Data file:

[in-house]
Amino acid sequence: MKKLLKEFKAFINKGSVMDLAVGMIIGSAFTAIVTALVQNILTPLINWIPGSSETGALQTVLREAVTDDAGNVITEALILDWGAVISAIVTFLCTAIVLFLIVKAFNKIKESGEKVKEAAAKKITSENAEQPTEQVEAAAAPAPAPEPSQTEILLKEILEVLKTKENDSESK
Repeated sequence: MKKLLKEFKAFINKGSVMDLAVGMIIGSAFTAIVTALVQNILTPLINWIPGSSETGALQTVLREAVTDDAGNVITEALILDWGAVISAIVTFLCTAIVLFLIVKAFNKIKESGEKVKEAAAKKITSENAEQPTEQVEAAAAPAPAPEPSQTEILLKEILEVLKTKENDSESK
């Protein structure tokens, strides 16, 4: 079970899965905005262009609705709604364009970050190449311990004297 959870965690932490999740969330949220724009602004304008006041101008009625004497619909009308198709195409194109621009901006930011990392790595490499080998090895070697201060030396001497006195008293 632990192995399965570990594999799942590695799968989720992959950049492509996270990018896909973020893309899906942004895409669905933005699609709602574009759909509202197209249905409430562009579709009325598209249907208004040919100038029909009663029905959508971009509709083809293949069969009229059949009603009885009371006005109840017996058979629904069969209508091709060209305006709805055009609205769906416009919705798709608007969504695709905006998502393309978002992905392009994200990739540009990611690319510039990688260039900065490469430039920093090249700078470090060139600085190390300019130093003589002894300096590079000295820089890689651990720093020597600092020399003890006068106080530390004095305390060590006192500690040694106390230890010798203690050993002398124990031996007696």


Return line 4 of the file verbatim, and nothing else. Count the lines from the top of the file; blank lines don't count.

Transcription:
């Protein structure tokens, strides 16, 4: 079970899965905005262009609705709604364009970050190449311990004297 959870965690932490999740969330949220724009602004304008006041101008009625004497619909009308198709195409194109621009901006930011990392790595490499080998090895070697201060030396001497006195008293 632990192995399965570990594999799942590695799968989720992959950049492509996270990018896909973020893309899906942004895409669905933005699609709602574009759909509202197209249905409430562009579709009325598209249907208004040919100038029909009663029905959508971009509709083809293949069969009229059949009603009885009371006005109840017996058979629904069969209508091709060209305006709805055009609205769906416009919705798709608007969504695709905006998502393309978002992905392009994200990739540009990611690319510039990688260039900065490469430039920093090249700078470090060139600085190390300019130093003589002894300096590079000295820089890689651990720093020597600092020399003890006068106080530390004095305390060590006192500690040694106390230890010798203690050993002398124990031996007696």